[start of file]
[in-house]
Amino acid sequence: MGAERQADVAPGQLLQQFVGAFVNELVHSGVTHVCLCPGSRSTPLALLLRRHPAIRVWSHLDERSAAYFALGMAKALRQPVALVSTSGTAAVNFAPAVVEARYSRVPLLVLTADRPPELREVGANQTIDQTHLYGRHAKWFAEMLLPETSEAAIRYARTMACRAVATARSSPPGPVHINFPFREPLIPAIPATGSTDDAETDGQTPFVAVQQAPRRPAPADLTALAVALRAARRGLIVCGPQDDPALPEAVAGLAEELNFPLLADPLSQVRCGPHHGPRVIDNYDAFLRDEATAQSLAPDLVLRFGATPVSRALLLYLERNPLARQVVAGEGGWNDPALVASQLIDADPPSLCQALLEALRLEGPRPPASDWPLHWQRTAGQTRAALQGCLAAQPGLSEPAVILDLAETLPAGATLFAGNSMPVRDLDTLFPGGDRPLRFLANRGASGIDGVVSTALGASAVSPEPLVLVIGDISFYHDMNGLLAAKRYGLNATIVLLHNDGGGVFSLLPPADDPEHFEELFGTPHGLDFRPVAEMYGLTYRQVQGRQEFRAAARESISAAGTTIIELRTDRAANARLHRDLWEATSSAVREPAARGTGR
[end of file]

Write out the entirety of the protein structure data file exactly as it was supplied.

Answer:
[in-house]
Amino acid sequence: MGAERQADVAPGQLLQQFVGAFVNELVHSGVTHVCLCPGSRSTPLALLLRRHPAIRVWSHLDERSAAYFALGMAKALRQPVALVSTSGTAAVNFAPAVVEARYSRVPLLVLTADRPPELREVGANQTIDQTHLYGRHAKWFAEMLLPETSEAAIRYARTMACRAVATARSSPPGPVHINFPFREPLIPAIPATGSTDDAETDGQTPFVAVQQAPRRPAPADLTALAVALRAARRGLIVCGPQDDPALPEAVAGLAEELNFPLLADPLSQVRCGPHHGPRVIDNYDAFLRDEATAQSLAPDLVLRFGATPVSRALLLYLERNPLARQVVAGEGGWNDPALVASQLIDADPPSLCQALLEALRLEGPRPPASDWPLHWQRTAGQTRAALQGCLAAQPGLSEPAVILDLAETLPAGATLFAGNSMPVRDLDTLFPGGDRPLRFLANRGASGIDGVVSTALGASAVSPEPLVLVIGDISFYHDMNGLLAAKRYGLNATIVLLHNDGGGVFSLLPPADDPEHFEELFGTPHGLDFRPVAEMYGLTYRQVQGRQEFRAAARESISAAGTTIIELRTDRAANARLHRDLWEATSSAVREPAARGTGR